REVIEW: Krishnan’s Dairy (Indian Ink Theatre Company)

June 15, 2022
[Krishnan’s Heart] Krishnan’s Dairy premiered in 1997 and was the Winner of the prestigious Edinburgh Fringe First Award, and two Production of the Year Awards in New Zealand.  Brightly coloured sheets of material hang from the ceiling, evoking the sari. Centre-stage, the Dairy counter is made from simple wood, patchworked with coloured new-stories and painted blue. Jacob and his musician […]

REVIEW: Godzonia (Auckland Fringe)

April 17, 2021
[No place I’d rather be] A play about the Covid-19 pandemic that was itself postponed due to the February 2021 lockdown, Godzonia‘s delayed season manages to reframe what could have been a dead-end for the production.  Written by UK actor and writer Georgie Oulton, the production takes inspiration from Flares and Pitchforks – a text co-written by Oulton with fellow actor […]

REVIEW: Transhumance (Auckland Pride)

February 10, 2020
[Gender Training] A solo performance piece by New York-based clown and theatre artist Ania Upstill, Transhumance is the funny and poignant story of one clown’s exploration of gender, as they try on different genders and live through each one’s pros and cons. Clad in gender-neutral one-piece undergarments and a coat, Upstill’s clown is charming and captivating, immediately setting us  at ease even […]

REVIEW: The WonderWombs (The Dust Palace)

December 20, 2019
Wonder No More Created by Auckland-based cirque-theatre company the Dust Palace, The Wonderwombs is a tantalising performance of aerial acrobatics, challenging our perceptions of womanhood.   Curiosity begins as soon as we take out seats. Hanging from the ceiling of Q theatre are various innocuous pastel pink objects – a rubber glove, a child’s fortune-teller game – and items move towards […]

REVIEW: Legacy Six (Auckland Pride)

February 10, 2019
[Fine-tuning a much-loved project] I had the privilege of watching Legacy Project’s fifth rendition in 2018, and have some familiarity with artistic director Bruce Brown’s skill at the delicate craft of short play curation. The program declares its support for passionate and creative individuals to ‘demonstrate the power we wield when we come together to share something that is meaningful […]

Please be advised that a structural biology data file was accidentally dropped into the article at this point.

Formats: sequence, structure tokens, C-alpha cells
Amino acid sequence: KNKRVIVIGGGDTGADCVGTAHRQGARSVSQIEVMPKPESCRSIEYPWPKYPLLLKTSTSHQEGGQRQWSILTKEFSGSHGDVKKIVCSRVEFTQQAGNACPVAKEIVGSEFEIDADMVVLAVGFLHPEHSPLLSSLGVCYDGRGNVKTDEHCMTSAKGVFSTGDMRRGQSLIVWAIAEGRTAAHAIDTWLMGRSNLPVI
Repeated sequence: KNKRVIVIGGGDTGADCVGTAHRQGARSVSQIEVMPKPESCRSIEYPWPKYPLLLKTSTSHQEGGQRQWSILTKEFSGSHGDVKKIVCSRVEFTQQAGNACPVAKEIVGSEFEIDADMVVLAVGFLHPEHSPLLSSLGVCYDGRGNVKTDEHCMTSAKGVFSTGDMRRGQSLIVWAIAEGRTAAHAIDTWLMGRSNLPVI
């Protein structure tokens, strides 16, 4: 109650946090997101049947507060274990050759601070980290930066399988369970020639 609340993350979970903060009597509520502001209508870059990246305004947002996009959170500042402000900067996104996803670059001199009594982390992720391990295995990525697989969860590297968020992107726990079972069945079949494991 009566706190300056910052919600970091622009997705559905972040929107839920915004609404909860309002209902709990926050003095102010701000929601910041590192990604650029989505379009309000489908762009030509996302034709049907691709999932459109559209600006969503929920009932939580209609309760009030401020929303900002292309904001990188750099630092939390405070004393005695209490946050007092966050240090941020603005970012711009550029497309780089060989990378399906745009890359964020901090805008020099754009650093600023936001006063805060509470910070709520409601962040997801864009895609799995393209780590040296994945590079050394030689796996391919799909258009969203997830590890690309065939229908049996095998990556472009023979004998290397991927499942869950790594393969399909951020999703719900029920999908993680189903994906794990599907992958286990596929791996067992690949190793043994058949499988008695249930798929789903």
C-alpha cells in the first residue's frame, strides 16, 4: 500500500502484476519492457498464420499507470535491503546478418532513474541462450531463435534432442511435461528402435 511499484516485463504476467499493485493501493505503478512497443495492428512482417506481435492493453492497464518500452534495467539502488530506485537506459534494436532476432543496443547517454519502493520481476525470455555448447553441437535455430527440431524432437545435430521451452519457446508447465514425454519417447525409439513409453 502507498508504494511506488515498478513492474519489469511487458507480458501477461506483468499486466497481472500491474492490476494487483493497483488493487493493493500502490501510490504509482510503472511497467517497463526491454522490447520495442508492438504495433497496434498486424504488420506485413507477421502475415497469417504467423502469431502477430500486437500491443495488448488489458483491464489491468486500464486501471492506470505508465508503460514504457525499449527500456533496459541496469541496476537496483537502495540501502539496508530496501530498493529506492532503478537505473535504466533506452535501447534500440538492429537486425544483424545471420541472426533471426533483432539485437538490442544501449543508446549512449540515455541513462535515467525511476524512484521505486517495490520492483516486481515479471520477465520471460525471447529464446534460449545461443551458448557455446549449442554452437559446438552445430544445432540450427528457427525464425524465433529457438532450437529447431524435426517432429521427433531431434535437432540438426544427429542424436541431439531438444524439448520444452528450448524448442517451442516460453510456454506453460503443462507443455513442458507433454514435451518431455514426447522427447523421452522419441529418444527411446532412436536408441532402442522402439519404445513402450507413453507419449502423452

REVIEW: Here Lies Love (Silo Theatre)

November 30, 2018
[All that Glitters is not Gold] If you’re after a fun and entertaining end-of-year night out, Silo Theatre’s production of Here Lies Love is perfect. It is based on David Byrne and Fatboy Slim’s concept album Here Lies Love, about the life of the former First Lady of the Philippines Imelda Marcos. The performances from the five divas – Villette Dasha, Colleen Davis, […]

REVIEW: Medusa (Q Matchbox)

October 27, 2018
[Reclaiming Female Rage] Smashing all my preconceptions of what theatre and the mythological story of Medusa are about, co-creators Nisha Madhan, Julia Croft, and Virginia Frankovich have created an aural, visceral and mind-blowing ‘out-of-this-world’ theatrical experience.  There were no snakes in this production, no monstrous females, no men being turned into stone — but there was a lot of female […]

REVIEW: Mr Burns (Silo Theatre)

September 19, 2018
[Will The Simpsons Save the World?] This play reminds of a fantasy David Mamet told in one of his books about working in Hollywood. If the apocalypse ever happened, he could make a living telling stories around the campfire, while the studio executives he worked for would starve to death. The power of storytelling to act as a vehicle for […]

REVIEW: Salonica (Auckland Fringe)

February 25, 2018
[A Sign of Things to Come] When the Auckland Museum launched its online cenotaph, it was a chance for many to discover a part of their family history that had otherwise been a difficult task to undertake. The interest in the Centenary made an easy transition to the stage, with the success of plays such as Once on Chunuk Bair, […]

REVIEW: 2063 (Unitec)

November 16, 2015
Present Future-gazing [by James Wenley] There seems to be a bit of a future-casting trend in recent New Zealand drama. In Shepherd (2015) Gary Henderson painted a disturbing sci-fi vision of a Fiordland farm feeding a hungry world. In Aroha White’s 2080 (2014), New Zealand’s population had exploded by resettling economic refugees in the South Island, and Pacific refugees from climate […]
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